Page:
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Open Access Research article

Multi-locus analysis of human infective Cryptosporidium species and subtypes using ten novel genetic loci

Maha Bouzid1, Kevin M Tyler1, Richard Christen2, Rachel M Chalmers3, Kristin Elwin3 and Paul R Hunter1*

Author Affiliations

1 Biomedical Research Centre, School of Medicine, Health Policy and Practice, University of East Anglia, Norwich NR4 7TJ, UK

2 CNRS UMR 6543. Institute of Signalling, Developmental Biology and Cancer Centre de Biochimie, Faculté des Sciences, 06108 Nice cedex 2, France

3 UK Cryptosporidium Reference Unit, Public Health Wales, Microbiology ABM, Singleton Hospital, Swansea SA2 8QA, UK

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BMC Microbiology 2010, 10:213  doi:10.1186/1471-2180-10-213

Published: 9 August 2010



Cryptosporidium is a protozoan parasite that causes diarrheal illness in a wide range of hosts including humans. Two species, C. parvum and C. hominis are of primary public health relevance. Genome sequences of these two species are available and show only 3-5% sequence divergence. We investigated this sequence variability, which could correspond either to sequence gaps in the published genome sequences or to the presence of species-specific genes. Comparative genomic tools were used to identify putative species-specific genes and a subset of these genes was tested by PCR in a collection of Cryptosporidium clinical isolates and reference strains.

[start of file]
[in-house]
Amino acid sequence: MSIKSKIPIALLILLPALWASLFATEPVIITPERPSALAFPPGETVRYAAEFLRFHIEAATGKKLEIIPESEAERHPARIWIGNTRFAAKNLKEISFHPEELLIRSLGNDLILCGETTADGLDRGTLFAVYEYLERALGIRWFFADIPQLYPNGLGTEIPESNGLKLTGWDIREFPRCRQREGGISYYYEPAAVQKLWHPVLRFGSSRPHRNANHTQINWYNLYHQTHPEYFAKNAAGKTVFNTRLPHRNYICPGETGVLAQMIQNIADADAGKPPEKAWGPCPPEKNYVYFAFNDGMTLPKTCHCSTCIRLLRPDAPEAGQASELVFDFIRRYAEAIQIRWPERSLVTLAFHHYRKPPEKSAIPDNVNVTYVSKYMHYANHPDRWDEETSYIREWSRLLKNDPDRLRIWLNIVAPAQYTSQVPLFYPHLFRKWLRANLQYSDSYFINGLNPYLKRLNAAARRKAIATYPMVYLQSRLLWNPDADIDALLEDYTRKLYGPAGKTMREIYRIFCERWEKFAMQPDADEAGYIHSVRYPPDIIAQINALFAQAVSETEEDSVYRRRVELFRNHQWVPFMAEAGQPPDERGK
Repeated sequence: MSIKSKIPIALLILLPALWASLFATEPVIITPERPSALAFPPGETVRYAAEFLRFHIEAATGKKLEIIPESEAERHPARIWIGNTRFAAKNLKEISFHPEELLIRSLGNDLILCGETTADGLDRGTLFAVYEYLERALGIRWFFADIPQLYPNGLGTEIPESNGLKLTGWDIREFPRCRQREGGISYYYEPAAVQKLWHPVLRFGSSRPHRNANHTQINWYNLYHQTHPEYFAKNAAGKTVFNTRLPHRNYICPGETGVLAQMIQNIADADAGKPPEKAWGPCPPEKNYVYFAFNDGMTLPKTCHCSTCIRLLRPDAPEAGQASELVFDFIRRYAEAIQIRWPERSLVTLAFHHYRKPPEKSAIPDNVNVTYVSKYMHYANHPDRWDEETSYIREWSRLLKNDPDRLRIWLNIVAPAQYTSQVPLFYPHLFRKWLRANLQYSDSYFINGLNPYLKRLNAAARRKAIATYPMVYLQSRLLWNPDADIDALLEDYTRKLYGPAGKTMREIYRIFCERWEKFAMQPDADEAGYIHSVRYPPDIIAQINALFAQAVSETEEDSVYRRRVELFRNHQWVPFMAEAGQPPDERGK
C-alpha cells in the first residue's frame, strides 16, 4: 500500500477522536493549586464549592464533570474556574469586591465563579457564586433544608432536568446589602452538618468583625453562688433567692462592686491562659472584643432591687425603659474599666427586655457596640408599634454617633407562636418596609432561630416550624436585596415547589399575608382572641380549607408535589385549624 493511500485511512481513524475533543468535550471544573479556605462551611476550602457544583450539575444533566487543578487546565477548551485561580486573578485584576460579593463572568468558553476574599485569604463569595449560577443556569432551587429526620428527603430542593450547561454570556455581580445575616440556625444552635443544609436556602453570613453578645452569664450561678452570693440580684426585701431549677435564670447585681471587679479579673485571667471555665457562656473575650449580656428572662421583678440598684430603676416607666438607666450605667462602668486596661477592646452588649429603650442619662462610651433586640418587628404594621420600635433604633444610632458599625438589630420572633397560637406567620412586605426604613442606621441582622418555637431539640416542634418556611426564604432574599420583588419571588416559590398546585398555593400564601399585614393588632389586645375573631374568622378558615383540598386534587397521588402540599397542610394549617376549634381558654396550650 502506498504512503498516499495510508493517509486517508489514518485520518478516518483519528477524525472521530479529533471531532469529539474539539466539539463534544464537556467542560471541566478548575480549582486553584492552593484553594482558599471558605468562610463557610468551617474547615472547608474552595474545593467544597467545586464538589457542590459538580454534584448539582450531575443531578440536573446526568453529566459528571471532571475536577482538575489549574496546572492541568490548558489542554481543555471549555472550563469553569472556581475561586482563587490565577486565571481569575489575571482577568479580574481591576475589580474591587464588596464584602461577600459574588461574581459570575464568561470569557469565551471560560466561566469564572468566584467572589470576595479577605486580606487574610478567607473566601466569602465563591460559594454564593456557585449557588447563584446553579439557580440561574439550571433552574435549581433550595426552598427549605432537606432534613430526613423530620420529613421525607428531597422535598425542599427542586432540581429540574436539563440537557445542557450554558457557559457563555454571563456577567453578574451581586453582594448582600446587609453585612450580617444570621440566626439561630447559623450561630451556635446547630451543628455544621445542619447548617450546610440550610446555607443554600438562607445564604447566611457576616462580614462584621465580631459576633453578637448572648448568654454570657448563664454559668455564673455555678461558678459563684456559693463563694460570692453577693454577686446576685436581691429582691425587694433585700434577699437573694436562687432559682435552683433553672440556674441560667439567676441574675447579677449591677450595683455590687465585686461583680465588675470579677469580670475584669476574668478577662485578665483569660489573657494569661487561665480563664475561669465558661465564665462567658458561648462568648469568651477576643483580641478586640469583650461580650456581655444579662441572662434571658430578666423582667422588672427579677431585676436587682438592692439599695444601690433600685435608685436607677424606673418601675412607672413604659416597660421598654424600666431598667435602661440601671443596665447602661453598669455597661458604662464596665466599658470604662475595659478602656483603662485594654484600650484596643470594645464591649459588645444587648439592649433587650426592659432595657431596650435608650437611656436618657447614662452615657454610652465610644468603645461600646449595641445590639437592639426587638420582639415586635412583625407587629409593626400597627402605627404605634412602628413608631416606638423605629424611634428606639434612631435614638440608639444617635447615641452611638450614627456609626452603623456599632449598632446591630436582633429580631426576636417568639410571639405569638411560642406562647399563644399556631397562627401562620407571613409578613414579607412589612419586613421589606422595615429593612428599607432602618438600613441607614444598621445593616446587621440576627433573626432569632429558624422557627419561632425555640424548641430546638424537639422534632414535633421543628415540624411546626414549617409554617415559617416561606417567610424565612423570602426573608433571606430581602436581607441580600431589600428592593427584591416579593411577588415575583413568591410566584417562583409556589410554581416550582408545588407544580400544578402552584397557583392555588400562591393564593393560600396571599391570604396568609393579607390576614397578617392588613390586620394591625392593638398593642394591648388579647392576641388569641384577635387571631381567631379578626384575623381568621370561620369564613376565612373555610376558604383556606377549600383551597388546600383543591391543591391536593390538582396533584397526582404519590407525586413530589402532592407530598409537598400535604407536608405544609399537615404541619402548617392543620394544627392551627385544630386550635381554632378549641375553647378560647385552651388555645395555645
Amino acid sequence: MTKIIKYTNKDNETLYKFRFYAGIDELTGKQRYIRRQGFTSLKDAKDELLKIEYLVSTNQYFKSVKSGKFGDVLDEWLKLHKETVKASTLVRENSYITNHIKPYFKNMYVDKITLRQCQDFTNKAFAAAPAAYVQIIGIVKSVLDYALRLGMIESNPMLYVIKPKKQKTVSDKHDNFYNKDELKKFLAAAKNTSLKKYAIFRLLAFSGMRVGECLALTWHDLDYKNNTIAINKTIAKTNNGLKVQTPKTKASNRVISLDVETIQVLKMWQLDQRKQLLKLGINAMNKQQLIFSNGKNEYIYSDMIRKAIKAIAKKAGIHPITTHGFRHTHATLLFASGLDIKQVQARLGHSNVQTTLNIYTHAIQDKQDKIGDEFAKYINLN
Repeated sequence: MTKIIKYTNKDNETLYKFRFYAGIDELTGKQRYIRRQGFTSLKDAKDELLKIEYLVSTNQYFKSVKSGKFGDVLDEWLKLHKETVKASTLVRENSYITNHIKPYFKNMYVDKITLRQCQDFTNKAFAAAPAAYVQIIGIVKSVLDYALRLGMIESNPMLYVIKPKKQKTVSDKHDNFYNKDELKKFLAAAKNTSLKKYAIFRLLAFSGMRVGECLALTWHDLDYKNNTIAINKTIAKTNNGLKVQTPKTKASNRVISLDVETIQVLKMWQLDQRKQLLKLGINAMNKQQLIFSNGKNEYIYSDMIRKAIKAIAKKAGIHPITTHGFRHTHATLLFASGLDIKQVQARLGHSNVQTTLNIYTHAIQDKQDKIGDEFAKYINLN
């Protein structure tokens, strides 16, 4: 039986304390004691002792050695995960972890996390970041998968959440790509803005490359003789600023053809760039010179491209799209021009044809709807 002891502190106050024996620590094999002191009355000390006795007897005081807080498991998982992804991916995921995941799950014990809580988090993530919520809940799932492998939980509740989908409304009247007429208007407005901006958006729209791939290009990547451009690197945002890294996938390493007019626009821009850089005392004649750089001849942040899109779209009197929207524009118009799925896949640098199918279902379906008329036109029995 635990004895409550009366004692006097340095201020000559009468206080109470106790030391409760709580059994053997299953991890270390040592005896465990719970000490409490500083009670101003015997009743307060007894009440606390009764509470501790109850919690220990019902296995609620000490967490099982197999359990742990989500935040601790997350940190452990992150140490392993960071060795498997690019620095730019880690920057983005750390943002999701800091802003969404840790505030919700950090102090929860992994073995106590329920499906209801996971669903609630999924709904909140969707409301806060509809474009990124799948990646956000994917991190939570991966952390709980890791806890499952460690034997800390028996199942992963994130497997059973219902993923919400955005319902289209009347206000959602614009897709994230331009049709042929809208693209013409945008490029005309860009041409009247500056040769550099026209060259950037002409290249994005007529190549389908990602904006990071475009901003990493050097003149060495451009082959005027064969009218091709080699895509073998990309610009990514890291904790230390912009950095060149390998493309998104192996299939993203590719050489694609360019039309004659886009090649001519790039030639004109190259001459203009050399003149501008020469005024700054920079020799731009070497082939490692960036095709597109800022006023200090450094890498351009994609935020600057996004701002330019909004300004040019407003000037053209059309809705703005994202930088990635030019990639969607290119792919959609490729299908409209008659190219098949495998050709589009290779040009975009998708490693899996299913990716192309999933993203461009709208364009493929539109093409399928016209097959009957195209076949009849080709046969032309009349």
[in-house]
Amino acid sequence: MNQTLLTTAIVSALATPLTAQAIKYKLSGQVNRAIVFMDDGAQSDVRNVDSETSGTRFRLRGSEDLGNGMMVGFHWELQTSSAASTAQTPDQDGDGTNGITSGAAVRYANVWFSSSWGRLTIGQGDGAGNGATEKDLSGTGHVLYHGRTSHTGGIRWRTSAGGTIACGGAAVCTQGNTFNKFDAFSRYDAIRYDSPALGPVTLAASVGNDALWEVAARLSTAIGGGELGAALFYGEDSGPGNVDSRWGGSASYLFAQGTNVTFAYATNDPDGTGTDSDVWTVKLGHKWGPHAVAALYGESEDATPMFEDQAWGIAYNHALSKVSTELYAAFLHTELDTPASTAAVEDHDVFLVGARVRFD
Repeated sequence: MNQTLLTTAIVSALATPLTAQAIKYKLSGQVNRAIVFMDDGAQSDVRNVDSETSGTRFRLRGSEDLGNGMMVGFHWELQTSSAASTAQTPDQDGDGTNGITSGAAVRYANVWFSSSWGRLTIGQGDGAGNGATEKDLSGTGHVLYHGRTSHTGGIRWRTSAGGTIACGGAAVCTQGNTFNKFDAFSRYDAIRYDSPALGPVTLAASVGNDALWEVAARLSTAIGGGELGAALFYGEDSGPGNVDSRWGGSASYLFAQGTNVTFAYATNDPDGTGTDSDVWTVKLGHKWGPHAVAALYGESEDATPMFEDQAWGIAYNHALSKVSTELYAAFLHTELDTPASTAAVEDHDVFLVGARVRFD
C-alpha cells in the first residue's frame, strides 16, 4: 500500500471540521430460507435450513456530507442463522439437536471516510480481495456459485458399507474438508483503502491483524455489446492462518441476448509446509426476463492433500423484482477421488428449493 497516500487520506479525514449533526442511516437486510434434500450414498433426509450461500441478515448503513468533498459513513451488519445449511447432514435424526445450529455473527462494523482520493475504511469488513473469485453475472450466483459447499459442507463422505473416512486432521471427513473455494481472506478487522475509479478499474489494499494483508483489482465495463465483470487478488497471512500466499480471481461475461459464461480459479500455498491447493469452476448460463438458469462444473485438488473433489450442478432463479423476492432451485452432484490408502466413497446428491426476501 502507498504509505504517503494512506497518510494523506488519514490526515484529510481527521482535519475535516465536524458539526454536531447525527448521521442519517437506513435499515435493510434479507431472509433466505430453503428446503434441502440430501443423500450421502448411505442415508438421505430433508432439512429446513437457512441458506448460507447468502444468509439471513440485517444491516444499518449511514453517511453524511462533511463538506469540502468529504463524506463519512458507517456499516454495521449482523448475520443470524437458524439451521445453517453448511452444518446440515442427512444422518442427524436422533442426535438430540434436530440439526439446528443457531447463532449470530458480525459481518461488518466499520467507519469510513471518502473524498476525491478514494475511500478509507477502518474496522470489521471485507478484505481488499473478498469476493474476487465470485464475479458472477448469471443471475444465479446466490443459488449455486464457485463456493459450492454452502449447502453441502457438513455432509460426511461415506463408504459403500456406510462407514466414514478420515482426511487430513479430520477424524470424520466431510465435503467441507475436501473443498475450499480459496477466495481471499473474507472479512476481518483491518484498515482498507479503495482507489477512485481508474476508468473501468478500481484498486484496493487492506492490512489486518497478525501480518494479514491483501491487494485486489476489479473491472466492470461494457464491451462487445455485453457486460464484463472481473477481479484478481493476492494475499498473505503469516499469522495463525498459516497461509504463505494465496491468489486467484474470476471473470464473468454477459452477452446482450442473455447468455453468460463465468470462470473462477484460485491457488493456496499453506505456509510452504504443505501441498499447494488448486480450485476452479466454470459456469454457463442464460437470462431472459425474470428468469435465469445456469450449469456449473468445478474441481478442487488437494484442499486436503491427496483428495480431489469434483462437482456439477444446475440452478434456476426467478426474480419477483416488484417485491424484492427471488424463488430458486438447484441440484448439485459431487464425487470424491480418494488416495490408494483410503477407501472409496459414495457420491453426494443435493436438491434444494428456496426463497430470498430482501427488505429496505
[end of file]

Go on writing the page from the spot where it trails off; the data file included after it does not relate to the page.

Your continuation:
The majority of the putative species-specific genes examined were in fact common to C. parvum and C. hominis. PCR product sequence analysis revealed interesting SNPs, the majority of which were species-specific. These genetic loci allowed us to construct a robust and multi-locus analysis. The Neighbour-Joining phylogenetic tree constructed clearly discriminated the previously described lineages of Cryptosporidium species and subtypes.


Most of the genes identified as being species specific during bioinformatics in Cryptosporidium sp. are in fact present in multiple species and only appear species specific because of gaps in published genome sequences. Nevertheless SNPs may offer a promising approach to studying the taxonomy of closely related species of Cryptosporidia.